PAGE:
In Horizons West, Hudson becomes the town sheriff and has to take on his brother, thus paralleling the Ryan-Mitchum relationship in The Racket. In that film, Ryan killed a policeman played by William Tallman, who became famous as Hamilton Burgers on Perry mason. In Horizons West, he kills Hudson's deputy, who is played by Jim Arness, soon to be famous as Matt Dillon on Gunsmoke. William Conrad, radio's Matt Dillon, appears as a corrupt policeman in The Racket. That film has two actors from Perry mason, the other being Ray Collins, who played Lt. Tragg. Horizon's West has two actors form Gunsmoke, with Dennis Weaver playing a very un-Chester-like gunman. Both films have a heavy dose of corrupt public officials. Both of them have a major movie star to face off against Ryan, although Rock Hudson was early in his career and never became the dramatic force Mitchum was. But Ryan dominates every scene he's in, no matter who is in it with him.

1 out of 1 people found the following review useful:
Money can't buy everything, 12 October 2016

*** This review may contain spoilers ***

A very young Richard Jordan is hot-rodding with a couple of friends when a group of hunters step out onto an otherwise deserted road. Three people are killed and Jordan goes on trial. His father, (Harold J. Stone), is a highly successful businessman who has always done whatever is necessary to ensure his won success. He hires the Prestons to defend his son, then offers to back the DA in a run for Congress and finally bribes a juror.

Lawrence has to figure out what to do. The first trial was a hung jury due to the bribed juror. if he reports what he knows, the second trial would be conducted in a hyper-charged atmosphere in which the jury would resent the defendant's status as a rich kid whose father tries to buy his freedom. If he doesn't report it, he could be up for discipline before the bar. Kenneth urges his father to look out for himself but Lawrence feels his ultimate responsibility is to his client.

Meanwhile Jordan is getting sick of being a rich kid and having his father pull all the strings in his life. Another good "What would you do" episode that leaves you thinking, which is what this series is famous for.

1 out of 1 people found the following review useful:
A not-so-bad seed, 11 October 2016

*** This review may contain spoilers ***

A man is killed and his 9 year old daughter shockingly accuses her grandfather of the crime, saying she saw what happened. The old guy, a former Vaudeville comic with a a joke or story for everyone, seems like the nicest guy in the world. Even his daughter, (now a widow) can't believe it. But circumstantial evidence piles up: Grampa and Daddy were arguing about his living with the family. Daddy was killed by being bludgeoned with a trophy grandpa once won. And the people Grandpa says will give him an alibi, (some other Vaudvillians at a place they hang out, can't vouch for his being there at the time of the crime.

Lawrence Preston has to try to break down the girl's story in court, which makes him seem like a cruel guy but it would be more cruel to let his client be found guilty and possibly executed if her story is wrong.

He succeeds in demonstrating the girl made her story up through a clever procedure. The judge and prosecutor let her off without prosecuting her for perjury. Grandpa forgives her and all is well. One question remains unanswered or even addressed: who did kill Daddy?

The most memorable thing is a splendid performance by young Leslye Hunter as the girl. it's so good she's kind of creepy like the child in "The Bad Seed". Maybe she did it? But we never find out, due to the 'happy' ending.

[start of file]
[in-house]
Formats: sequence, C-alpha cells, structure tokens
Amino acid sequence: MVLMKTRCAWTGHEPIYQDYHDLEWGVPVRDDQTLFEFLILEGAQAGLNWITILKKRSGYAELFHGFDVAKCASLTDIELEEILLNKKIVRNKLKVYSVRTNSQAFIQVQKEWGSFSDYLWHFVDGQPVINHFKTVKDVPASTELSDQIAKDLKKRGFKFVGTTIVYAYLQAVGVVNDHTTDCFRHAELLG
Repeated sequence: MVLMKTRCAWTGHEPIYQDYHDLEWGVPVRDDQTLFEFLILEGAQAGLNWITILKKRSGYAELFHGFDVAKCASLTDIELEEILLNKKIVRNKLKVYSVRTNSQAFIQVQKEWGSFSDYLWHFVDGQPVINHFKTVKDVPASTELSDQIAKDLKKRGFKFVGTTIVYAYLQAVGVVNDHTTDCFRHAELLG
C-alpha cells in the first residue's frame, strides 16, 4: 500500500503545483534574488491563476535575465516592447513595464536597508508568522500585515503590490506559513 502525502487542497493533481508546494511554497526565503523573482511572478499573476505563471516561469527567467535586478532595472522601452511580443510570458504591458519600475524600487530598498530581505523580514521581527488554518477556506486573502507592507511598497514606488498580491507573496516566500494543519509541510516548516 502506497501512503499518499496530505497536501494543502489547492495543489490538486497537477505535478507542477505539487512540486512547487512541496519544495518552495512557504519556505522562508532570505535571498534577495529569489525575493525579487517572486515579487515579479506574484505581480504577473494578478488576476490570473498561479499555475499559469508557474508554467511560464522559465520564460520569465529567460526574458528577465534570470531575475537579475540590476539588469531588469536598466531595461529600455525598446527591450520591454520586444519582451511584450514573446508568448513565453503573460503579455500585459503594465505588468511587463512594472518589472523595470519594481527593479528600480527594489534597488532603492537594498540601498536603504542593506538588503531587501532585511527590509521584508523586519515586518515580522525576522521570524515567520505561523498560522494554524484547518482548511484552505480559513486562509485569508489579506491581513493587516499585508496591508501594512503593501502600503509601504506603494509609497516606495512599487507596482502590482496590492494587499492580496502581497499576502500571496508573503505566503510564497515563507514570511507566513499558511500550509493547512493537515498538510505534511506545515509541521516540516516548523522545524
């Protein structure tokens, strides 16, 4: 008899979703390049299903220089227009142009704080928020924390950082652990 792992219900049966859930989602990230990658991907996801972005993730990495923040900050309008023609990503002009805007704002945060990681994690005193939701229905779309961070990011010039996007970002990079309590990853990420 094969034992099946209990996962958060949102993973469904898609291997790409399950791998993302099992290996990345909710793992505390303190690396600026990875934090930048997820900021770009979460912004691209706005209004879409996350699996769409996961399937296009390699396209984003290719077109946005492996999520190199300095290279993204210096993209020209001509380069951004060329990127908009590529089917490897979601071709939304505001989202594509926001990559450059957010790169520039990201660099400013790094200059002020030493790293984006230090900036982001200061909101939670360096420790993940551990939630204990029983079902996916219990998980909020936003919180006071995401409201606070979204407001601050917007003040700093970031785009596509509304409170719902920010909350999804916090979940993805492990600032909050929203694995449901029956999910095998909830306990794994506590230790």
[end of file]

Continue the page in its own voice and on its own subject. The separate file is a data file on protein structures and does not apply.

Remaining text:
1 out of 1 people found the following review useful:
Oh pardon me thou bleeding piece of earth, 10 October 2016

This is one of those episodes that made this show famous. They take on abortion, which was illegal at the time except where the mother's life was in danger. It's surprisingly sympathetic for the time toward the abortionist and his 'victims'. (Compare this episode to Detective Story 1951). Robert F. Simon, who normally plays garrulous types, is a gentle, idealistic surgeon motivated by the death of his own daughter, whose epitaph is in my title. We are also provided with some amazing statistics: in 1962, (when this was shown), per a witness, 1 in 10 unmarried women were becoming pregnant. There were 6000,000 unmarried pregnant women each year and 9 of 10 got illegal abortions! 175,000 such abortions were done on teenagers.The show makes a strong case that these women would be better off having legal abortions with good doctors in the best of circumstances.

Simon's character makes two claims I disagreed with, one of which I had never heard before. he alleges that the life of an aborted child would be inevitably so unpleasant that it would not be worth living, (so it's OK- even good- that they aren't born), and that it's crueler to have women give birth and then give their babies up for adoption than it to abort them so that they never see the baby to begin with. Maybe it is but there's a lot of assumptions there.

1 out of 1 people found the following review useful:
"The Rack" revisited, 10 October 2016

Paul Newman first became a star when he played Rockey Graziano in Somebody Up there Likes Me in 1956 but he solidified his status with his next film that year, The Rack, playing a Korean War veteran who cracked under psychological torture by the Communists. This episode of the Defenders may have been partially inspired by that.

It's another Kangaroo Court story as Lawrence Preston is called to a hotel room by a group of veterans to offer legal advice on creating a veteran's organization. Their real purpose is to assist them in putting one of their members on trial to see who cracked and told the Commies where the partisan group they were delivering supplies to would meet them. Preston reluctantly agrees to help when the accused says he wants to go through with it to clear himself. This produces a strange scene where the man at first tries to escape and then announces his desire to be tried in the next breath. It's not a very convincing set up but the resulting drama is very good, with a couple of good twists at the end.